Property and real estate are two aspects in an economy that are highly vulnerable and immensely susceptible to the slightest variation. When these two elements enjoy a period of boom, there’s much to speak about – boast and brag even. But the facet of a threat of the boom bursting and collapsing into itself always lingers in the horizon.
The United Arab Emirates which experienced an economic crisis in 2009 that affected the real estate and property avenues has slowly started to regain its foothold in the domain with property and real-estate prices surging upwards distinguishably.
With a view to pinpoint the dynamics of this positive trend, Jones Lang LaSalle, one the biggest corporate engaged in the real-estate consulting and investment sector came out a detailed analyses of the ongoing upward burst of property trends in the UAE.
Though there have been numerous speculations that the real-estate sector in the United Arab Emirates – most particularly Dubai – may be heading towards another ripple despite the trends of boom, according to Jones Lang LaSalle’s assessment of the status quo, there’s every reason to feel positive about the surge. The following salient points can be summarised from the company’s analyses:
- Carefulness by the investing parties to ensure that the boom doesn’t transform into a ripple of severe real-estate downturn
- More driven approach towards the planning and development of projects
- More choices and alternatives to raise financial backing for projects
- Enhanced criteria by the government to ensure more optimal governance of projects
- Emphasised action-oriented planning, construction and development of projects
- Better prospects in certain key sectors accounting for the upward surge of the overall real-estate domain
In addition to these, the interest currently being generated and sustained in the real-estate sector by many potential investors has also been a reason for the entire sector to continue the way, it’s presently carrying on. Furthermore, the impending Expo 2020 is also seen as an instrumental catalyst spurring the growth of the real-estate domain, once again thrusting the sector into favourable limelight.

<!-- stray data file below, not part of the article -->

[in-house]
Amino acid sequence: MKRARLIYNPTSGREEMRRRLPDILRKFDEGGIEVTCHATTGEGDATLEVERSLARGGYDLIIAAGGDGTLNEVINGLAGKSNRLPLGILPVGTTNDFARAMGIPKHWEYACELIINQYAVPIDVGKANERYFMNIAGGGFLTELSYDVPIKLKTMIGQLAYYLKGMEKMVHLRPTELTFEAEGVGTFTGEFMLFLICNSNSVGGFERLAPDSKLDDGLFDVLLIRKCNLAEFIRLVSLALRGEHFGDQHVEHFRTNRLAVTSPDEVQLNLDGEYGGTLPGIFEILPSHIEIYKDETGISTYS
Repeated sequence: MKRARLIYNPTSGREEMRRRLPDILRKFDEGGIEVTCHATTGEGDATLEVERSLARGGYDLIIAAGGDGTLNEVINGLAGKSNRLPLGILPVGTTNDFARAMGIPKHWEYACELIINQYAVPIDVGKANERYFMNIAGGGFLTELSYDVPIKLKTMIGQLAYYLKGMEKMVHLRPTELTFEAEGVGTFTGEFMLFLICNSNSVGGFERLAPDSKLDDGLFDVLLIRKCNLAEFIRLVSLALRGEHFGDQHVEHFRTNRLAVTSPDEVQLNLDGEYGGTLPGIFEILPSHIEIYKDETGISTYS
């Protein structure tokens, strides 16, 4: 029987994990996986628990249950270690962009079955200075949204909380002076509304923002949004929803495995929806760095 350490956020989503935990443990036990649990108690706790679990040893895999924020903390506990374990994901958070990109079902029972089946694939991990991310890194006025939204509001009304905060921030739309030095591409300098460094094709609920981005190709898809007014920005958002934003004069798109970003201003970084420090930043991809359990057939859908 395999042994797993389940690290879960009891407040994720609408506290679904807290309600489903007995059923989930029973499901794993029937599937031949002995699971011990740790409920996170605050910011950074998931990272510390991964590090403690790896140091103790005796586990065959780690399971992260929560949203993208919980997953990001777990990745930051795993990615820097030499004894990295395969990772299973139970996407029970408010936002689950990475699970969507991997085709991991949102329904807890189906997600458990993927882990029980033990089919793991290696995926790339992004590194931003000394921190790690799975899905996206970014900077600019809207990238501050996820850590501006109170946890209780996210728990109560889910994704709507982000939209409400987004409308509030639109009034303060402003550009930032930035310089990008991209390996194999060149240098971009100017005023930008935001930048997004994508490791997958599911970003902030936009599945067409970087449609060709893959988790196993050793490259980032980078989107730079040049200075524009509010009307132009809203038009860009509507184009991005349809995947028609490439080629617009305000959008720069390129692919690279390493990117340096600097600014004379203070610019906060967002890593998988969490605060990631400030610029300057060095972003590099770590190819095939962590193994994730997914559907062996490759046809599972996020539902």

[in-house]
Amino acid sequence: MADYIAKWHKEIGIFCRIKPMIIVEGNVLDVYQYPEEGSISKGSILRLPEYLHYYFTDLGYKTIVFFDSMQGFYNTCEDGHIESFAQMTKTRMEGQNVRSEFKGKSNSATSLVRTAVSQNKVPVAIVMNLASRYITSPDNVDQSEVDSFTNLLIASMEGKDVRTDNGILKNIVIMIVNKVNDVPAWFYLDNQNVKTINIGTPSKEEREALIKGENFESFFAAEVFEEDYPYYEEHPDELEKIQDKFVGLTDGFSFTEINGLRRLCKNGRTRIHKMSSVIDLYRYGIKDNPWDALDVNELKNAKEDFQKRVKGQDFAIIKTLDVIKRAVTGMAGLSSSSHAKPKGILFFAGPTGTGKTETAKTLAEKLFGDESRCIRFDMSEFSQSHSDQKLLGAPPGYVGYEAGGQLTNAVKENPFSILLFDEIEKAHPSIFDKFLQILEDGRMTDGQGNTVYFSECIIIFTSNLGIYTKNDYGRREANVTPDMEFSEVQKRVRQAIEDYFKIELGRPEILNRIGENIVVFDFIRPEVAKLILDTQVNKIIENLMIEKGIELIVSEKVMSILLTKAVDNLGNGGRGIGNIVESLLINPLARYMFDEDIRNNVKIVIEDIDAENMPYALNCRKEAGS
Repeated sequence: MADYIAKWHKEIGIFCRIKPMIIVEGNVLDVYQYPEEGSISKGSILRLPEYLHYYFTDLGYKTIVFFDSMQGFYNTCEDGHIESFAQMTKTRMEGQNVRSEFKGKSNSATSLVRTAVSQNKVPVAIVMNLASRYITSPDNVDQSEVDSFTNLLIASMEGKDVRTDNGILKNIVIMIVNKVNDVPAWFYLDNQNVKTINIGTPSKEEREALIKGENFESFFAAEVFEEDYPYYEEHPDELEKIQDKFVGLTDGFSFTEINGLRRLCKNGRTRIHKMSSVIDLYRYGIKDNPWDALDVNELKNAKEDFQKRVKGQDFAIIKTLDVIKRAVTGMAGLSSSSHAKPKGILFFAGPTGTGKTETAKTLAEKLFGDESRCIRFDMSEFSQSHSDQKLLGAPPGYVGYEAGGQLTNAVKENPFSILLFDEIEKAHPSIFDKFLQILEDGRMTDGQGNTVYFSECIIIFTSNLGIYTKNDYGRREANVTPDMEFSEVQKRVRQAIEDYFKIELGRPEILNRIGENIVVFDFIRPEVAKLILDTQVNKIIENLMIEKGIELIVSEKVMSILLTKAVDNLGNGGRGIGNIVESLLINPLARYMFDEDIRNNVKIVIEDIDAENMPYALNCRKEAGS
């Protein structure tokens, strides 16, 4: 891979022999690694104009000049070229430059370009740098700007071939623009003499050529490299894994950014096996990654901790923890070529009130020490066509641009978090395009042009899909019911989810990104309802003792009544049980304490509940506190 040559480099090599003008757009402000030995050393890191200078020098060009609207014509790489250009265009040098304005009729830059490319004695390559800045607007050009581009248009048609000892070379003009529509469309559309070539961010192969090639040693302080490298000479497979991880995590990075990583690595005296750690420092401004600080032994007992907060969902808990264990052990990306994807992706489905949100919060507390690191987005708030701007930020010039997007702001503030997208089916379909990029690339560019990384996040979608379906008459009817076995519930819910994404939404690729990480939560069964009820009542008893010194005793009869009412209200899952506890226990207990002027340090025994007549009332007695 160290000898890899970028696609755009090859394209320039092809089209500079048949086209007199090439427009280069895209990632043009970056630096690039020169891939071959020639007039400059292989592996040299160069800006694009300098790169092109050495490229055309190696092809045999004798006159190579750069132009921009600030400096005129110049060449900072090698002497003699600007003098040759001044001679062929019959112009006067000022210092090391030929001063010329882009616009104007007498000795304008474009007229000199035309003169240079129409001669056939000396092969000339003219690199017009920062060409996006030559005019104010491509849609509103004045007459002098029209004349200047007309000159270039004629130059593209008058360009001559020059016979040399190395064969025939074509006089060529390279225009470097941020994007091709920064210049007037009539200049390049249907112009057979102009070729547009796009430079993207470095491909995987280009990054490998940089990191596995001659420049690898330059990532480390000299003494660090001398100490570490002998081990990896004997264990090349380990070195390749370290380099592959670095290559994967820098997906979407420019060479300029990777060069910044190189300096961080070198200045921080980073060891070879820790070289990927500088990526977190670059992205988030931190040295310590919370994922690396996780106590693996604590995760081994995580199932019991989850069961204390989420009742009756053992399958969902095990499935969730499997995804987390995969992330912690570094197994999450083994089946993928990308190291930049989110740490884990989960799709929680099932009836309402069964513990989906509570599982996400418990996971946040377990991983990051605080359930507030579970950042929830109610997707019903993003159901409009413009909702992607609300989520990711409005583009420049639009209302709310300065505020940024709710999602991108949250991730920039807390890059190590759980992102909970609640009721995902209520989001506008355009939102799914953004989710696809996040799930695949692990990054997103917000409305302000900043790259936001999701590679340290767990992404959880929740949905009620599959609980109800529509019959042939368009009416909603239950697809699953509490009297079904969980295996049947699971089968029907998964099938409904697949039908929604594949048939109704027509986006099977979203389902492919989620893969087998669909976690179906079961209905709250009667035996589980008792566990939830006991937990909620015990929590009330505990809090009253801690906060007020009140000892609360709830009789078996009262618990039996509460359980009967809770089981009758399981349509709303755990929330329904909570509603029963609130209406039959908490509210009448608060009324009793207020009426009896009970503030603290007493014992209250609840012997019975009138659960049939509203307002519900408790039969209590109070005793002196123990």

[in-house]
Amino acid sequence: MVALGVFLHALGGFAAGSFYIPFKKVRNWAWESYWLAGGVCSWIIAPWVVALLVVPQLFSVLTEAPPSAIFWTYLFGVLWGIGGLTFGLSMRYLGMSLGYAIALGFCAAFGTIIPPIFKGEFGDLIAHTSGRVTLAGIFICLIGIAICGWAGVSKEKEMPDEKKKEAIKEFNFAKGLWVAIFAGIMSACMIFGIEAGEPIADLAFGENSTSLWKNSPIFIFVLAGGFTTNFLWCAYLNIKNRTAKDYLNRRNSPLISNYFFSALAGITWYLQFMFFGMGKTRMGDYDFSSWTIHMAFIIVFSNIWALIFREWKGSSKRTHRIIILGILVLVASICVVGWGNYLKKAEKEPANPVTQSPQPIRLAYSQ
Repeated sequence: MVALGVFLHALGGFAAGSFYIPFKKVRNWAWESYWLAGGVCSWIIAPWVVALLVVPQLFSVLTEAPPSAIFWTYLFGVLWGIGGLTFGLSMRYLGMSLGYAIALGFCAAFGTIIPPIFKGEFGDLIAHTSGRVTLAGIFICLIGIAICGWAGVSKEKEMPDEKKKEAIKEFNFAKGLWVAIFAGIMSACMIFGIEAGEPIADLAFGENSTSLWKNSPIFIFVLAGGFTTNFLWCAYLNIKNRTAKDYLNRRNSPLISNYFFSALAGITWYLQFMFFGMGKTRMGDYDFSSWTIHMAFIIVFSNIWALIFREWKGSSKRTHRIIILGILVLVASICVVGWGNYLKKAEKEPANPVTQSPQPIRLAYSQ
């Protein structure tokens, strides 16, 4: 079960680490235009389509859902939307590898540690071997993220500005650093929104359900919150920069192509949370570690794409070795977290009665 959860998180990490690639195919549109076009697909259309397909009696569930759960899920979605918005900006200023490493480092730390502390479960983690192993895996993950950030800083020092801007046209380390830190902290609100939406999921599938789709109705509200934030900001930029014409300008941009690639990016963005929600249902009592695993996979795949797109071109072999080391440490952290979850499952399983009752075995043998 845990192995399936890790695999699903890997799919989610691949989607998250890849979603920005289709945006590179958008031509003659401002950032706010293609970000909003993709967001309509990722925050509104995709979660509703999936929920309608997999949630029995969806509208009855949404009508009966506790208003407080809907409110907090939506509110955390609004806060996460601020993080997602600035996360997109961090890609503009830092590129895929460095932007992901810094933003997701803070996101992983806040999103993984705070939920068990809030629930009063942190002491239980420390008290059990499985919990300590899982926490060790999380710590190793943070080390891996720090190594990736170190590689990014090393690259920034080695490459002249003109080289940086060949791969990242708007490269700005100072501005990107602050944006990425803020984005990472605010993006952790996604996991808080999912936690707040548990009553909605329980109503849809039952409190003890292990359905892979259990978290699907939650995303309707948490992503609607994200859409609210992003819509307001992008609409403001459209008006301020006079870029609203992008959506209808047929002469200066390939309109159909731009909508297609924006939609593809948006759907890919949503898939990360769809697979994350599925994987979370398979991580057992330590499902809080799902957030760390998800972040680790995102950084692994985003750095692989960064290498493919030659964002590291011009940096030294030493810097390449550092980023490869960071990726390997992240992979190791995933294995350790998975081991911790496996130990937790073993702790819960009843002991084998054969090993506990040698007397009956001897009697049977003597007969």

To gain more insight into the Dubai property market, Arabian Gazette caught up with Jonathan Fothergill, Head of Valuation U.A.E. at Cluttons Middle East. Here’s the main excerpts from the interview:
On the current real estate scene in Dubai
The areas to the south of central Dubai are witnessing major development. Many of the plans that were placed on hold following the recession are now being reinstated thanks to a growth in confidence throughout the real estate market.
Areas surrounding Meydan and Business Bay are expanding dramatically including District One, the first phase of the Sheikh Mohammed Bin Rashid City, which comprises of 1,500 villas, priced at between AED 1,700 psf and AED 1,800 psf, which compares to roughly AED 1,400 for the rest of Dubai. Just south of Business Bay, D3 continues to progress and is set to house Dubai’s newest freezone, bringing together international fashion and local fashion companies.
Dubai Creek is also undergoing major changes that will cement it’s position as Dubai’s vibrant commercial centre, with plans to improve accessibility and connectivity across the city. The creation of an island as a result of the extension will encompass Downtown Dubai, Sheikh Zayed Road, Business Bay, Bur Dubai and areas of Jumeirah. The primary reasons behind this three-kilometre extension is to link districts together via a water channel and generate a regular flushing system for our city’s famous and historically significant Creek. In addition to this, on the horizon are the plans for the Crescent Hotel at the top of the Creek in Jumeirah, which is set to become yet another iconic building in Dubai, and over 800,000 sqft of land has been set aside to create outdoor public spaces.
On the outlook for Dubai real estate sector
This year, we will see the real estate market move southward with extensive urban expansion plans in the pipeline. Dubai World Central (DWC), launched in October 2013, is the first of many projects that are fueling this move away from the coast.